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GAS 23 June, 2020 10:00 am   

A Poland-Belarus gas pipeline? Lukashenko may jeopardize everything again

Lukashenko’s repressions against the opposition may blow up his own plan to become independent of hydrocarbons from Russia. This is happening at a moment when the most ambitious plans are entering the stage, including the construction of a Poland-Belarus gas pipeline – writes Wojciech Jakóbik, editor-in-chief at BiznesAlert.pl.

Dreams of diversification closer to becoming reality

“Thank God, there is enough oil in the world and prices are rational,” Alexander Lukashenko, president of Belarus, said. “It’s similar with gas, there is enough of it. The biggest suppliers of this raw material are currently fighting for their market share. So there is an alternative that could be used,” he added.

Gazprom and Minsk are currently in the midst of a dispute over payments for gas that was already supplied to Belarus. Russians want Belarusians to return the debt, but Belarusians do not believe they have one. Minsk also wants Gazprom to lower its gas price, which is currently at $ 127 per 1 cubic meter. The Russian media have suggested that gas deliveries to Belarus could be stopped at the beginning of July if the dispute is not resolved. However, it has recently escalated even further after the detainment of the staff of Belgazprombank, whose CEO used to be Viktor Babaryka who is now Lukashenko’s challenger in the upcoming presidential elections. Gazprom declared these actions were illegal.

The transmission gas pipelines in Belarus are owned by Gazprom Transgaz Belarus because in 2011 Lukashenko sold them in exchange for another discount for gas from Russia. Assuming Minsk does not want to use force to take over the operator of the domestic gas grid, Lukashenko could use another solution, which is less controversial and is being considered in theory. The solution is to build a new gas pipeline that would be out of Russia’s control and could be operated by a separate operator owned by Minsk, that gas pipeline would run from Poland to Belarus.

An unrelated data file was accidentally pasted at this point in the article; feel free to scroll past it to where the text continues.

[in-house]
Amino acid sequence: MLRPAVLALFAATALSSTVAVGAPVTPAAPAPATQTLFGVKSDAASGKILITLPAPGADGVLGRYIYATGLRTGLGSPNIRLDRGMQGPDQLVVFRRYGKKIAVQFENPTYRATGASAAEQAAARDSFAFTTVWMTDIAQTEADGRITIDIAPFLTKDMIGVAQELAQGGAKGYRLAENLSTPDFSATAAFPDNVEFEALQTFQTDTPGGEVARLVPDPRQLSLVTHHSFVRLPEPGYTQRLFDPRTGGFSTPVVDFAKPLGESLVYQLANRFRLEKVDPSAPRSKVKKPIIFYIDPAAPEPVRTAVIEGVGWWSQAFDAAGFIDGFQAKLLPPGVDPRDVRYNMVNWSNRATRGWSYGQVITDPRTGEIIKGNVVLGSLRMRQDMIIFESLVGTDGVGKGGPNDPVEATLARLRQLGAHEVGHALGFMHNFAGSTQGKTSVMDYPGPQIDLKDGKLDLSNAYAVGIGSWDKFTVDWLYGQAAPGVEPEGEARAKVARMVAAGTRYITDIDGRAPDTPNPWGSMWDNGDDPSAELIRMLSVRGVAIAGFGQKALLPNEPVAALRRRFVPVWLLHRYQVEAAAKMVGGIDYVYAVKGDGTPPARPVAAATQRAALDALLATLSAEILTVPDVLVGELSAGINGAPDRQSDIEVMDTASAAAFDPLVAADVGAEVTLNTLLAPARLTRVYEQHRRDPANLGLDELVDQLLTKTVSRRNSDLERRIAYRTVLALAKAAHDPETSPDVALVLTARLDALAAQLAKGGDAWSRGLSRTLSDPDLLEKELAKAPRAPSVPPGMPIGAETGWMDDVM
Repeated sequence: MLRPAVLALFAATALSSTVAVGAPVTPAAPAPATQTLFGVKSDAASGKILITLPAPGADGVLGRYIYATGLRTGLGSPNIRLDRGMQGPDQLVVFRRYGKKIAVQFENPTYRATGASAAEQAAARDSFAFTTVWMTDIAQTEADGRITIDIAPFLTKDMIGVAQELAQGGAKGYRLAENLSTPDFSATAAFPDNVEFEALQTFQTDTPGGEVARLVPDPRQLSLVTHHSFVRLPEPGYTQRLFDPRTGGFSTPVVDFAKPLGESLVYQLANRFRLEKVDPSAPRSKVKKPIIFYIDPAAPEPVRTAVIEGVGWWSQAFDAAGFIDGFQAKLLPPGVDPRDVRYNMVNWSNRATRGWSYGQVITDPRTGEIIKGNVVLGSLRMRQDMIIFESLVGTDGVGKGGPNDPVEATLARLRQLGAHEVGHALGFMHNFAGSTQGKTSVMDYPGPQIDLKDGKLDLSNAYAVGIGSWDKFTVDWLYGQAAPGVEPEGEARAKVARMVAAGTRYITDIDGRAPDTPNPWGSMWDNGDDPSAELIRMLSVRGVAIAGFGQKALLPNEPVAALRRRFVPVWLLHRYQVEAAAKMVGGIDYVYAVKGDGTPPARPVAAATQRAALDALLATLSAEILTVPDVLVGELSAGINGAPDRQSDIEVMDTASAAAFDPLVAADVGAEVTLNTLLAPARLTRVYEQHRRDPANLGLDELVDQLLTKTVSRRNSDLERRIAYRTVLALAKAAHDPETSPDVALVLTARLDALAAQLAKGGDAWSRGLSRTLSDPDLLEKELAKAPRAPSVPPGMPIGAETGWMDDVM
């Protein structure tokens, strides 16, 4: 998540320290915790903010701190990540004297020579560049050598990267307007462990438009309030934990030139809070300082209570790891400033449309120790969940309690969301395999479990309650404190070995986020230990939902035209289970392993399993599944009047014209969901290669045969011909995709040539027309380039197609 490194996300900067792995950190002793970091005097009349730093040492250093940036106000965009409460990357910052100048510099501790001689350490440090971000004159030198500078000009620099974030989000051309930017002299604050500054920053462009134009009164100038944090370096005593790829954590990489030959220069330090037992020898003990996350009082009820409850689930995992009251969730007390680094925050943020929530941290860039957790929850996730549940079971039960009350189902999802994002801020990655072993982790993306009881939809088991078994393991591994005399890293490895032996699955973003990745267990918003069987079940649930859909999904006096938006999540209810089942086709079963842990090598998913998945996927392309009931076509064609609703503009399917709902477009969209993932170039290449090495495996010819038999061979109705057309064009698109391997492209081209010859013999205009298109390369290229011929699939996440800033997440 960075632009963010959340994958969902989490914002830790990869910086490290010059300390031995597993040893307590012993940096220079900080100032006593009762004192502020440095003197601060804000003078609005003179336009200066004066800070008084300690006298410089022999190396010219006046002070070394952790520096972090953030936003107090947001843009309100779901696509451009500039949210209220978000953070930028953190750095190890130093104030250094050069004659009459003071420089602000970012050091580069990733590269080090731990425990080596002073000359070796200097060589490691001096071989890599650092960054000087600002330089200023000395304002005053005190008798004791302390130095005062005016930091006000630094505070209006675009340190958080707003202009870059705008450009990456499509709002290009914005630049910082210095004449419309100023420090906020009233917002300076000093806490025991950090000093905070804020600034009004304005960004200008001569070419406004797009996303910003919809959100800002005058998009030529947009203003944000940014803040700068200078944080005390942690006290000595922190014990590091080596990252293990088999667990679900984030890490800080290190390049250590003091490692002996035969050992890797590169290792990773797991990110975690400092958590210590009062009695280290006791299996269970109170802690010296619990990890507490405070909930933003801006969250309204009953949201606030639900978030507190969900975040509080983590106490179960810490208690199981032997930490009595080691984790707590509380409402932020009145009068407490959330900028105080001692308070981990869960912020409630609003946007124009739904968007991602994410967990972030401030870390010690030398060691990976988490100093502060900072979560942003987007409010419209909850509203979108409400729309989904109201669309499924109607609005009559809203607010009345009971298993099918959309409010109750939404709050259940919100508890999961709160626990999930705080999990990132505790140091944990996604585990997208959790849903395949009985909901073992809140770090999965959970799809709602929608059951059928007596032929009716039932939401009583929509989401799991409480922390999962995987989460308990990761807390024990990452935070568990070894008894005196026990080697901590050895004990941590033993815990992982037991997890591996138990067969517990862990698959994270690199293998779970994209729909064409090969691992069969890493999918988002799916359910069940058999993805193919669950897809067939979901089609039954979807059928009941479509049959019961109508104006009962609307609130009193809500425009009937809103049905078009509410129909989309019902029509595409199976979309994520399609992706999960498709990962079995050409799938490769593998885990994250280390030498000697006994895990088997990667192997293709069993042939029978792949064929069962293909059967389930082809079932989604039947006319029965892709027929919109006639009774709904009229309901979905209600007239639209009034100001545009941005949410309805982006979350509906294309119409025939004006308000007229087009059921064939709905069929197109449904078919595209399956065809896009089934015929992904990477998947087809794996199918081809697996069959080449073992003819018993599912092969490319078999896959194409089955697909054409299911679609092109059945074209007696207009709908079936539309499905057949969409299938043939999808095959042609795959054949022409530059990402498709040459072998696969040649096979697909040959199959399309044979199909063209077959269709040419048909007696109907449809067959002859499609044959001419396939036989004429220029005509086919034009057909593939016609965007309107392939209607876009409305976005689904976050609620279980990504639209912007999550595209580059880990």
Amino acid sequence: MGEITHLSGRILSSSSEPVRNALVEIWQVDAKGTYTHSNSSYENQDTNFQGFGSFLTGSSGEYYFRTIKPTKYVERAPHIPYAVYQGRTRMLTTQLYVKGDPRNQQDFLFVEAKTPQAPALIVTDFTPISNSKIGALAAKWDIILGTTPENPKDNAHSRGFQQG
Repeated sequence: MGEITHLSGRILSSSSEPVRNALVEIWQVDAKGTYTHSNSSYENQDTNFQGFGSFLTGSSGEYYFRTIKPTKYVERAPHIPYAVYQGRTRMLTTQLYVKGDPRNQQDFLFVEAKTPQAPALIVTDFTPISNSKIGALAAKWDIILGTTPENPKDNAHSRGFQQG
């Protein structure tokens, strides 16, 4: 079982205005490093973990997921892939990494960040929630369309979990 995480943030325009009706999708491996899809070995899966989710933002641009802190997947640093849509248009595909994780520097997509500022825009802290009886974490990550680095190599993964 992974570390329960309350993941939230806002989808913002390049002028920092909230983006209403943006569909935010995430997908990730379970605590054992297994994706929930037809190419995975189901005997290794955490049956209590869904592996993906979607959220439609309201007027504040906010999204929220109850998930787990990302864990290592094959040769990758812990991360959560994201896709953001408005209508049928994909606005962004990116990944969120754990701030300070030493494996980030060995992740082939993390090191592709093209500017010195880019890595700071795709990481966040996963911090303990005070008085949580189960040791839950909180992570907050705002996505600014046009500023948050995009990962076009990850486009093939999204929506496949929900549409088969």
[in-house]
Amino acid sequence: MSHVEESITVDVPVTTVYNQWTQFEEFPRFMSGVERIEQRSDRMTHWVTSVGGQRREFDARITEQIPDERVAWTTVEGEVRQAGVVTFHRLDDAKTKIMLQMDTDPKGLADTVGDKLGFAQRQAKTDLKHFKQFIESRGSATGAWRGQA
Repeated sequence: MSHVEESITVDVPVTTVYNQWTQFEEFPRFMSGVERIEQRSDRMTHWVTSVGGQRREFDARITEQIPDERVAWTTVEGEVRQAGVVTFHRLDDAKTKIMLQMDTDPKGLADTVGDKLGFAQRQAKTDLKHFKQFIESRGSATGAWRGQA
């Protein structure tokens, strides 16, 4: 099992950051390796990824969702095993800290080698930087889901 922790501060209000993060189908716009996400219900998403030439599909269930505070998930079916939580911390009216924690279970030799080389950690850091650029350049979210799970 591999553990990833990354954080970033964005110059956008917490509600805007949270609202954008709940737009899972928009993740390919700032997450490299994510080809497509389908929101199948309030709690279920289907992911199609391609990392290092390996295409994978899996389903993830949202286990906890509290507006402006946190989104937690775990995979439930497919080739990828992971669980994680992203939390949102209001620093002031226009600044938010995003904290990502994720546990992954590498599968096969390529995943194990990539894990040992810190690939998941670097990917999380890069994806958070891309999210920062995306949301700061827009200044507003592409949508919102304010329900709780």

An analogous solution is a gas pipeline between Poland and Ukraine. One of the arguments for constructing a new inter-system connection between Poland and Ukraine was the need to establish infrastructure independent of bilateral agreements with Russia, which in the past made it impossible to use the existing gas pipelines for reverse-flow supply. Agreements between operators and Gazprom made it difficult to transmit gas in two directions, which is why when in 2015 Ukraine started importing gas from the EU, for the first couple of years, the availability of reverse flows with Kiev was limited. These restrictions were removed, so one of the arguments for the new gas pipeline was no longer valid.

A gas pipeline between Poland and Belarus could be justified from this point of view, but it would face similar challenges. The European Union will not co-finance projects with third countries from funds that support diversification within Europe, like in case of the LNG terminal or Baltic Pipe. The gas pipeline between Poland and Belarus, similarly to its Ukrainian counterpart, would have to face problems with financing. The pipe’s profitability would have to be based on a long-term supply contract and Minsk’s volatile position undermines the certainty that it would sign such a deal in the end.